The company did not say whether it would be refunding bonuses to those who'd already been affected by the bonus reversal, whether the waiving off of recoveries was temporary or permanent, or whether it would also halt the policy for the other affected bonus – the AMPB.

Furthermore, HCL did not detail if there would be any change for those affected by the policy before December 22, 2021.

According to Saluja, NITES is still receiving regular complaints, mostly regarding the AMPB. The NITES prez told The Register employees were still seeing deductions stemming from the EPB bonus reversal at the onset of this week.

Saluja added:

[This is the] first step towards the success in resolving bonus issue of HCL Technologies employees. NITES' hard work & efforts have forced HCL Technologies to revoke EPB recovery policy for all employees across India. We will continue to strive hard and fight till the other advance monthly performance bonus (AMPB) bonus recovery policy is not revoked.

We are in process of filing a court case against HCL Technologies against illegal bonus recovery policy and for refund of the bonus amount deducted to all employees. NITES thanks all the IT Sector Employees for supporting this campaign and request for continuous support in future.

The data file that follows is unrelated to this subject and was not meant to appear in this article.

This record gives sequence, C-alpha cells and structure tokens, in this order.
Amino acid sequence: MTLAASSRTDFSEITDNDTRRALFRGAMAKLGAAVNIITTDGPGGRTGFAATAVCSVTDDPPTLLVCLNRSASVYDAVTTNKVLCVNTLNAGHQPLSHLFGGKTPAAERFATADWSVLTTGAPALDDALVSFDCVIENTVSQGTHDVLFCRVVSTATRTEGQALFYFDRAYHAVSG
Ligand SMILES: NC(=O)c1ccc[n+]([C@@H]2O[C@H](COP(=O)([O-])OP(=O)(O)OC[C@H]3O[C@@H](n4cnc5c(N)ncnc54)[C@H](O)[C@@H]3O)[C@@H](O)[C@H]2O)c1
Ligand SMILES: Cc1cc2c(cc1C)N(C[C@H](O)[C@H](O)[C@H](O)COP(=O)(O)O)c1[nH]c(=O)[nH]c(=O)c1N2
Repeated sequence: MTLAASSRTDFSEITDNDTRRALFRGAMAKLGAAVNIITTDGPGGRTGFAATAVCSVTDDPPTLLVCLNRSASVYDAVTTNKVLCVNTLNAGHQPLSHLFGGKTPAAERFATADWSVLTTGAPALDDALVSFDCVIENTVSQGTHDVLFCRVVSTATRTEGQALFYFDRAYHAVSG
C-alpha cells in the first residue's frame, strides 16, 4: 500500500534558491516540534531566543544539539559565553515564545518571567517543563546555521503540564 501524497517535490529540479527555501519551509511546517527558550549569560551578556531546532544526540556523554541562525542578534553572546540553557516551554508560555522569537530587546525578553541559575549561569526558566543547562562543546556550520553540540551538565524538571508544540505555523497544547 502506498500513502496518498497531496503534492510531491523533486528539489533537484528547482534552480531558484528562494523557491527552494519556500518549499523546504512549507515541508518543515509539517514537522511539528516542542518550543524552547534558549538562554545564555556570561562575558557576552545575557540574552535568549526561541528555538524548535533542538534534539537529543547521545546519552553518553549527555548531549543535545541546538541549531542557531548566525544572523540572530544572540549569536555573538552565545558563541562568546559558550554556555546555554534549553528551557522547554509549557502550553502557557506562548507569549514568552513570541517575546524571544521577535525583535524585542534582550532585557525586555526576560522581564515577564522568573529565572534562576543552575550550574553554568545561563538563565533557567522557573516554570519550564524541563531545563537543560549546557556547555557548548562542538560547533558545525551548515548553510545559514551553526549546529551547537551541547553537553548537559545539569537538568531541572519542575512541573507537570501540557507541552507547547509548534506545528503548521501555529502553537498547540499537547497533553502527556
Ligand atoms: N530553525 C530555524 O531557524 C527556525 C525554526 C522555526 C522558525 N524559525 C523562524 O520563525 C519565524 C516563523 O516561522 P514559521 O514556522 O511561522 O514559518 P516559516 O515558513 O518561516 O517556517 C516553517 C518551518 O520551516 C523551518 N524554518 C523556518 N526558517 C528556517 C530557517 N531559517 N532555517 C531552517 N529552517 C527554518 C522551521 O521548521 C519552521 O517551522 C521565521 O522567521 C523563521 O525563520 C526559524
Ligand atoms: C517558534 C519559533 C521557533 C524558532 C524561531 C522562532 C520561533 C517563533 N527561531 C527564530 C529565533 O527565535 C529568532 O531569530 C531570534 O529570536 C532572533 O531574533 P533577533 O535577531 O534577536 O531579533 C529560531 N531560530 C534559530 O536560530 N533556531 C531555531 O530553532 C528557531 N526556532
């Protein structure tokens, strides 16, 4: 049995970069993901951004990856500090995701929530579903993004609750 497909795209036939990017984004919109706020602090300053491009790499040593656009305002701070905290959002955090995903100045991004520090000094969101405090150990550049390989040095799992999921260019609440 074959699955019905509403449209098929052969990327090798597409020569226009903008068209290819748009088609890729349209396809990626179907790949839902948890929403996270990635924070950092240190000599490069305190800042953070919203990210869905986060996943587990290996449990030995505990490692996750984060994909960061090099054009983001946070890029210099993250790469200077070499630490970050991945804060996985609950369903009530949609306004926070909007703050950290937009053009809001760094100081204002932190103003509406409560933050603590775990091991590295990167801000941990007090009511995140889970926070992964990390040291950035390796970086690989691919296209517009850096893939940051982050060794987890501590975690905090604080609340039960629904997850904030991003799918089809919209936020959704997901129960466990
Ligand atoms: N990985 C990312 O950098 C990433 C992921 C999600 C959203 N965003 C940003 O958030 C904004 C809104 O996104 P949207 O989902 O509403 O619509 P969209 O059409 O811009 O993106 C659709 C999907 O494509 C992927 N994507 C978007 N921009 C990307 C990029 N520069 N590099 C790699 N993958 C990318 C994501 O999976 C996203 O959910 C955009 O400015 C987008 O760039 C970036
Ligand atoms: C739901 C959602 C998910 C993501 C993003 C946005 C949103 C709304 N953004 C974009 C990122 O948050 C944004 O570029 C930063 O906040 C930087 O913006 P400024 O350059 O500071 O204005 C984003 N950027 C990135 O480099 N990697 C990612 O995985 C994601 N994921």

Yesterday, three of India's top IT service giants reported their Q3FY22 results, with all three hosting analysts' calls. Tata Consultancy Services, Infosys and Wipro all detailed high attrition rates over the past three years that forced them to raise hiring targets amid a boom in incoming deals. Those attrition rates ranged from 25.5 per cent for Infosys to 15.3 per cent for TCS.

HCL Technologies is scheduled to report its Q3 in a call tonight at 1930 ICT (1230 UTC). The Economic Times reported anticipation for attrition trends and the prediction of up to 20 per cent year on year drop in profit for the company. The company reported an attrition rate of 15.7 per cent in Q2FY22.®